CMS challenges hospitals to deliver cost-effective, quality care

February 25, 2020
Easy access to hospital prices increases the importance of patient experience.
Molly Gallaher Boddy

In August, we wrote about the particular analytics and reporting needs of hospitals, highlighting the Center for Medicare and Medicaid Service’s (CMS) increasing attention to hospital performance and, in particular, rural facilities.

Today, I’d like to explore CMS’ continued push to bring consumers price and quality information, and what we believe this push means for hospitals. As hospitals struggle to preserve and expand their revenue in an increasingly competitive, consumer-centric market, CMS’ mandate is clear: patients must have healthcare cost information and payers as well as states must work to control healthcare costs. This direction will have lasting hospital and health system impacts.

2019 closed out with two important cost transparency announcements:

  1. Outpatient Prospective Payment System (OPPS) & Ambulatory Surgical Center (ASC) Price Transparency Requirements for Hospitals to Make Standard Charges Public Final Rule, and
  2. Transparency in Coverage Proposed Rule.

On its website, CMS explains the standard charges rule will make hospital pricing more readily available to consumers, including gross, discounted, payer, and third-party negotiated rates. In addition to asking hospitals to post services as well as supplies, procedures, room and board, and facility charges (among other “items and services”), the rule is ultimately important because it highlights ease and access:

CMS notes that online price estimator tools will help meet this shoppable services requirement.

Meanwhile, the Transparency in Coverage Proposed Rule will allow consumers to “both understand how costs for covered health care items and services are determined by their plan, and shop and compare costs for healthcare before receiving care.” CMS is hoping to “drive price comparison and consumerism” with availability of allowed in-network and out of-network provider rate data. Additionally, patients may be the recipients of shared savings programs involving lower-cost, high-quality providers through plans that include provisions.

January also brought additional news around consumer choice and hospital transparency, with CMS announcing that 786 hospitals will see a reduced Medicare payment due to hospital-acquired infections. In addition, CMS is making new hospital Star ratings available to consumers seeking quality rankings on its website.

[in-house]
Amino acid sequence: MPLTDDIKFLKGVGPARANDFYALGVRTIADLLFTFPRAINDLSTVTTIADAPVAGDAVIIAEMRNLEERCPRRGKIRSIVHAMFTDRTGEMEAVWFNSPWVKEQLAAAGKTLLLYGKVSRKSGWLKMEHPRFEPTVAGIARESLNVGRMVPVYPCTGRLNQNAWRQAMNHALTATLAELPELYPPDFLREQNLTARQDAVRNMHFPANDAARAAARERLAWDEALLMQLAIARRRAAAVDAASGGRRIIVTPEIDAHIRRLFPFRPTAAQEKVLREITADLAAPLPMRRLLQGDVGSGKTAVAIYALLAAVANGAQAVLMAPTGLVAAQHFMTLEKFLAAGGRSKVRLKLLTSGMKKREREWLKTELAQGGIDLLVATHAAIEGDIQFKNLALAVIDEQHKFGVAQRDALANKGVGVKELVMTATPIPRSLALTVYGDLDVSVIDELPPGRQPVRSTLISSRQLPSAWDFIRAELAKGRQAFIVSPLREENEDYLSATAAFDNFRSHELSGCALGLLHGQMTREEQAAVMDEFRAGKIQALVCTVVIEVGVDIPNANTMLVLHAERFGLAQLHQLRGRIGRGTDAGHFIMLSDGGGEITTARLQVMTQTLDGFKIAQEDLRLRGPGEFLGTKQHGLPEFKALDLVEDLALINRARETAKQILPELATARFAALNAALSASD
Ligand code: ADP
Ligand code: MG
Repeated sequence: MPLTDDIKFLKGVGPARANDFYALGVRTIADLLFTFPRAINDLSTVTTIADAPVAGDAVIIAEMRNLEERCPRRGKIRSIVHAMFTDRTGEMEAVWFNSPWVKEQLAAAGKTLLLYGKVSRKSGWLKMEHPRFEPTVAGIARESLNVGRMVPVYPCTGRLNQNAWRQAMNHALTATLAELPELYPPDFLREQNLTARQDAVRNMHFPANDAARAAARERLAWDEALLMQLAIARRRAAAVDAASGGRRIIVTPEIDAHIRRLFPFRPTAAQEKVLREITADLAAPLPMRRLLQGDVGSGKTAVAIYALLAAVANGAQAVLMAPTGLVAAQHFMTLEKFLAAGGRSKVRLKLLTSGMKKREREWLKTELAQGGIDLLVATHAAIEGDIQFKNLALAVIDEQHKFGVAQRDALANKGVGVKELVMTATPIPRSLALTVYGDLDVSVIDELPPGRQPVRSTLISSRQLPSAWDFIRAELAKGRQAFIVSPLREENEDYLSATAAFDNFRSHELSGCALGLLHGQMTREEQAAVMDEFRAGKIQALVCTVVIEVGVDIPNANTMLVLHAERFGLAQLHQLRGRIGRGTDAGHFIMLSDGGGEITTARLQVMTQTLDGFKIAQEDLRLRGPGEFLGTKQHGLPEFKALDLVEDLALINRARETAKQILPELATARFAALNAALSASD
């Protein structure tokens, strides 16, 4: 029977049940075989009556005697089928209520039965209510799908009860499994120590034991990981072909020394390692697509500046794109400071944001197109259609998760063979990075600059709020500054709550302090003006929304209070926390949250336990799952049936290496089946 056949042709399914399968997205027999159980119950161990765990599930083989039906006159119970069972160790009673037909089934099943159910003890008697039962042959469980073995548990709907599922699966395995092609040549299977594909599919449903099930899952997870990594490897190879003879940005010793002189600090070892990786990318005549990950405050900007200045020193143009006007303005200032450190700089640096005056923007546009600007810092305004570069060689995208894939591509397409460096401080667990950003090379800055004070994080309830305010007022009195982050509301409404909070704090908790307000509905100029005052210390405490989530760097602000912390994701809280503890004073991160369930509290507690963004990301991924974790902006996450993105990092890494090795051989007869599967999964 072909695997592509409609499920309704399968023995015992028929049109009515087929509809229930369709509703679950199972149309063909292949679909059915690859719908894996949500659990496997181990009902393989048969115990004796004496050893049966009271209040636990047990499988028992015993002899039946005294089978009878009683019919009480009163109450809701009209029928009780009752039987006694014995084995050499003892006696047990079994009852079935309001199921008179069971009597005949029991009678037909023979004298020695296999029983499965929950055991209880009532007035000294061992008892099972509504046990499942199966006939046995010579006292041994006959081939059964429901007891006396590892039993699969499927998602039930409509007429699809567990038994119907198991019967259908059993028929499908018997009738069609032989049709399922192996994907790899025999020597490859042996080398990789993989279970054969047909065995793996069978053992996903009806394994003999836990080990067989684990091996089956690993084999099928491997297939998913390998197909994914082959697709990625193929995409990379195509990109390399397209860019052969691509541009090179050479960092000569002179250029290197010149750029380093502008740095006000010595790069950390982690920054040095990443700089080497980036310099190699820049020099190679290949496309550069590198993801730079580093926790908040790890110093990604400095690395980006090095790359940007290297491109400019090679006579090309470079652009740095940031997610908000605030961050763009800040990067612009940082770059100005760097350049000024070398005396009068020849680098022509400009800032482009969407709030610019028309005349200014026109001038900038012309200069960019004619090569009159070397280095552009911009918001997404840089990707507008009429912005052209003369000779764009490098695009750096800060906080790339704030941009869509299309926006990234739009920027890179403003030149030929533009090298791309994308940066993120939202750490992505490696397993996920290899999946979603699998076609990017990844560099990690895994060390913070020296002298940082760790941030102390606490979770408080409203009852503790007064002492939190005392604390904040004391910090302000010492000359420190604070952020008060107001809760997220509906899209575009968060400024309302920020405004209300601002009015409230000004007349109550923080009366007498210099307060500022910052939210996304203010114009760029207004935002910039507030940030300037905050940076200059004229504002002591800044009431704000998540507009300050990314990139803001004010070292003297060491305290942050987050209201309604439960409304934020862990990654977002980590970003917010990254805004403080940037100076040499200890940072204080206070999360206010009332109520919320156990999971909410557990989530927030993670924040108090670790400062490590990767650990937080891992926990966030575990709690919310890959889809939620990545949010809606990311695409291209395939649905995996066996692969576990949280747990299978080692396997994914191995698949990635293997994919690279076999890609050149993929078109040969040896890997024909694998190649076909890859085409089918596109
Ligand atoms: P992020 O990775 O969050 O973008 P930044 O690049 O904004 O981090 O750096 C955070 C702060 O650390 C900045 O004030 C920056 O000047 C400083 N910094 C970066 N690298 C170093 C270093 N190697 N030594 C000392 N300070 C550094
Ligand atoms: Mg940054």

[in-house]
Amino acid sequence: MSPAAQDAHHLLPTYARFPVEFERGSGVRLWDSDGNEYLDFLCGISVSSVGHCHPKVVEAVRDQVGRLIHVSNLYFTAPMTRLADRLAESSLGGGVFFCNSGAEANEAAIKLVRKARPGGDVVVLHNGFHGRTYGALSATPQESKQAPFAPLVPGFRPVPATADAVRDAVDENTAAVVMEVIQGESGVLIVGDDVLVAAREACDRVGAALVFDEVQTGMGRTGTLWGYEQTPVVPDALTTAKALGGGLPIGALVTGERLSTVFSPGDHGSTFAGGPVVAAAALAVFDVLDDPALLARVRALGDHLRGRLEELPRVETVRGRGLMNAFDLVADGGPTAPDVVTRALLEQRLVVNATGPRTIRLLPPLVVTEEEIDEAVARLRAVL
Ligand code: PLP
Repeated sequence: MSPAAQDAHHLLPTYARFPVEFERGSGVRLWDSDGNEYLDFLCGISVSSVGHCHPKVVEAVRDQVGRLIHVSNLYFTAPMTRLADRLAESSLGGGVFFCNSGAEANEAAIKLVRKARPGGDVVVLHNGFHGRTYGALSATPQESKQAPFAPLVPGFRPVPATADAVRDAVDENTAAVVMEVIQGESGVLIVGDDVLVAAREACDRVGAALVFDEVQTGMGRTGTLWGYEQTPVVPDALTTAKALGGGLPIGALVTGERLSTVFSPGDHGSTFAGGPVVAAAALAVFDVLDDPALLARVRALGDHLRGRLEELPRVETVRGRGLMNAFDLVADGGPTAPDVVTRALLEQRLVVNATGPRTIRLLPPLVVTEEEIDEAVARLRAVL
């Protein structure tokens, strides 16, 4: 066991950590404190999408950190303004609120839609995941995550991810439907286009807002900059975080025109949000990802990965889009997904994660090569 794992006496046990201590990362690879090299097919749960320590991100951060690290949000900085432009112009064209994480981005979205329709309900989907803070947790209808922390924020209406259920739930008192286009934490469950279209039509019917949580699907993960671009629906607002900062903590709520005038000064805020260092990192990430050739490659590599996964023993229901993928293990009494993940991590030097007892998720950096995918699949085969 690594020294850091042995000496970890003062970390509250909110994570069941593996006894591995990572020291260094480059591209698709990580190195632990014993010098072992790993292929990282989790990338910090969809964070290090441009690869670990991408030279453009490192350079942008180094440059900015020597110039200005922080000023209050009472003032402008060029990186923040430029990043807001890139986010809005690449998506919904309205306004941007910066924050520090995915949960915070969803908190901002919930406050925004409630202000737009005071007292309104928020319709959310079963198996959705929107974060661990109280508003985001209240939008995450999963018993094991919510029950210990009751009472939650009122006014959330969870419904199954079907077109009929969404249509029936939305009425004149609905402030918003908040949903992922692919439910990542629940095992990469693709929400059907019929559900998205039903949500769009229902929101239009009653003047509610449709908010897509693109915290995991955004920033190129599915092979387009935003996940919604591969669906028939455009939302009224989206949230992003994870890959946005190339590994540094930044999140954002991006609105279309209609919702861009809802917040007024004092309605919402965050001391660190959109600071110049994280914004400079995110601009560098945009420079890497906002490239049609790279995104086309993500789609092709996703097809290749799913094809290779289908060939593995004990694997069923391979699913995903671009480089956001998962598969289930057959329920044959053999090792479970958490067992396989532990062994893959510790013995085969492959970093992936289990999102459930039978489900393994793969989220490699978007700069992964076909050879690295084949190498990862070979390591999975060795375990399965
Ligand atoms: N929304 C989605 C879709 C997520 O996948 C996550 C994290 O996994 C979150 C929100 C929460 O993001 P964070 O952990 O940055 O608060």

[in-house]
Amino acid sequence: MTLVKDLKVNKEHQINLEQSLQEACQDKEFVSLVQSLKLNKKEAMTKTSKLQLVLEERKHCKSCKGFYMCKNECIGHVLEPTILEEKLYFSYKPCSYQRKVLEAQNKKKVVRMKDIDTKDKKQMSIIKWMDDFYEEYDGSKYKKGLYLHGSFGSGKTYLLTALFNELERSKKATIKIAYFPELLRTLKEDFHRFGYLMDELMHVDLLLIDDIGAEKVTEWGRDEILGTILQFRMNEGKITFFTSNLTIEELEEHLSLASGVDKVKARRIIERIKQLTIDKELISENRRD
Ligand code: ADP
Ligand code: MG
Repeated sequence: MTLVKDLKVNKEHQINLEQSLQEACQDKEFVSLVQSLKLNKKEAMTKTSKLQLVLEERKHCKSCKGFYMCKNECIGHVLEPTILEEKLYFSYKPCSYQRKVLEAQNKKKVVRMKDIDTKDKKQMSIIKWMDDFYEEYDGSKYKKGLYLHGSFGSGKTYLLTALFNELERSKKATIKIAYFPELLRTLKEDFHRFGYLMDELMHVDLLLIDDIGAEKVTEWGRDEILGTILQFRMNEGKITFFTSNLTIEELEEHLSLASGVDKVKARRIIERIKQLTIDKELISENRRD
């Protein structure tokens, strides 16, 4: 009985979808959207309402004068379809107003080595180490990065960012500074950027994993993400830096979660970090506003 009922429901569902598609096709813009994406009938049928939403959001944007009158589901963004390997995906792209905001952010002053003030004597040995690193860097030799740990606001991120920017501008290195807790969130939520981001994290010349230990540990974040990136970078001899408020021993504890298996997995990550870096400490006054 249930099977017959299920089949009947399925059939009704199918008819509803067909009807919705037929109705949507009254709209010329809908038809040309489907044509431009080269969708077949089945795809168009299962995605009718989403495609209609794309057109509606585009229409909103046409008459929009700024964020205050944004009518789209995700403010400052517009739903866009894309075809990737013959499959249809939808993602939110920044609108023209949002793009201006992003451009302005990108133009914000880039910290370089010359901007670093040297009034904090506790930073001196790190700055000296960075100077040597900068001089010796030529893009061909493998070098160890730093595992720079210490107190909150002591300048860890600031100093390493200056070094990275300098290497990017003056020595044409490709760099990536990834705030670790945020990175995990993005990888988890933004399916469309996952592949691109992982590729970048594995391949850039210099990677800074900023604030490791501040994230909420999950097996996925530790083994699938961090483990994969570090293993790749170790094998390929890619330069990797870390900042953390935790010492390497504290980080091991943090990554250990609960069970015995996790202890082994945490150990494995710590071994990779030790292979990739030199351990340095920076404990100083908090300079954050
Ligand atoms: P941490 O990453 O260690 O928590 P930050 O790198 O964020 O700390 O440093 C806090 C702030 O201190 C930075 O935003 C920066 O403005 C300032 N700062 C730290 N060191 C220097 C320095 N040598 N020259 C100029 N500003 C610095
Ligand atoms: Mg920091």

Clearly, patients themselves are being called upon to help move the country towards value-based care, with CMS deeply focused on getting consumers cost and quality information that can better inform their healthcare choices. Calls for transparency may not be new, but they are becoming more pronounced. 

What does this mean for hospitals? At Geneia, our experience provides us a few initial thoughts:

  • First, hospitals can no longer rely on nearby location to drive traffic. With consumers more informed and empowered, they will be able to look more easily at their coverage and local hospital costs, helping them decide if a more cost-effective site of care might better fill their needs. The end result may be heavier reliance on urgent care, 24/7 nurselines, primary care or similar options by patients who might have otherwise used the emergency department (ED).

    Patient experience, and not just proximity, will be key drivers of hospital services. We already know that hospital consolidation—which defines the current hospital market—can lead to higher prices and lower patient experience ratings, so hospitals will need to leverage talented staff, improved technology and connected experiences to drive patients to their location(s). We believe a customer (or patient) relationship management solution (CRM) will no longer be an optional investment, but a core technology to understand the patient as consumer.
  • Second, and related, hospitals must look beyond the ED and certain inpatient services for reliable revenue. Part of the likely impact of cost transparency measures will be to help consumers find ways to reduce inappropriate ED and inpatient usage, particularly as insurance plans incentivize them to use less-expensive, remote and preventive options. Hospitals, in turn, will look to expand service lines they may not have considered before. Take, for instance, a recent CMS decision to cover acupuncture for Medicare patients with chronic low back pain. Hospital systems may need to consider newer, non-traditional and preventive services to draw patients in for care.
  • Third, and perhaps most importantly, hospitals concerned about competition and its impact on revenue may increasingly find answers through improving their quality ratings and keeping costs down to drive volume. We’ve stressed that deeper, hospital-specific performance analytics are crucial to overcome cost and quality challenges, but the stakes are only getting higher. States and health plans will be increasingly asked to take on financial risk, suggesting that hospitals are likely to be rewarded if they partner with these entities to drive high-quality, low-cost car

2020’s continued health system (and physician group) mergers, as well as ongoing payer-provider collaboration, will create further impact for the hospital market. Expect more from us in coming months as we continue to explore the hospital landscape, and what the move towards pricing transparency means for healthcare consumers.